Thinking about what happens to your family when you pass away may be upsetting. However, it can be a good way to reduce the stress your loved ones will deal with during the grieving process.
One of the biggest challenges that clients encounter during the process is deciding who to appoint as their trustees, powers of attorney, health care surrogates and executors.
Nobody wants to think about how their loved ones will cope when they die. However, it’s important to plan effectively to ensure a smooth transition of your wealth and worldly possessions — even if you’re young or feel like you don’t have much to leave behind.
A trust is an estate planning tool you may consider using if you want to go beyond drafting a last will and testament.
Whether you are trying to protect your assets from possible creditors, prevent young heirs from spending their inheritance or minimize estate taxes, there is likely a trust for you.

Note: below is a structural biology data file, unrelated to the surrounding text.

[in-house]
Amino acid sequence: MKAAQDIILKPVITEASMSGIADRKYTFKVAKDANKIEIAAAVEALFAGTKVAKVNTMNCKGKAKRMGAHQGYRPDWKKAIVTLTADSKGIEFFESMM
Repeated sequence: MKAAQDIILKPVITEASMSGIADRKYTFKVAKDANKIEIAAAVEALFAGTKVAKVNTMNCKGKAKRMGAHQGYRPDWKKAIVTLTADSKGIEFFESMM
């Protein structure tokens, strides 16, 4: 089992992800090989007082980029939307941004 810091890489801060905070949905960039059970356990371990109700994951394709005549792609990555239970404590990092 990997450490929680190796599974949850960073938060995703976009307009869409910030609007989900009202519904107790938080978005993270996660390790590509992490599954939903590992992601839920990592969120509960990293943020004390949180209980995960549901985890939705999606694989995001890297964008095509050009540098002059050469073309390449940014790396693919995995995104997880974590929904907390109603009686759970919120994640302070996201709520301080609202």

What Is a Testamentary Trust?
A spendthrift trust allows you to leave funds to a beneficiary without giving them full control over those funds.
Being a trustee is difficult but adopting these four best practices employed by professional trustees will go a long way to ensure that you’ll effectively execute your duties and mitigate your liability.
Special needs trusts can help fund quality-of-life improvements for the beneficiary, such as a phone, a trip or a private room in a group care facility.
Your estate plan should certainly be revised, if you have gotten married or divorced.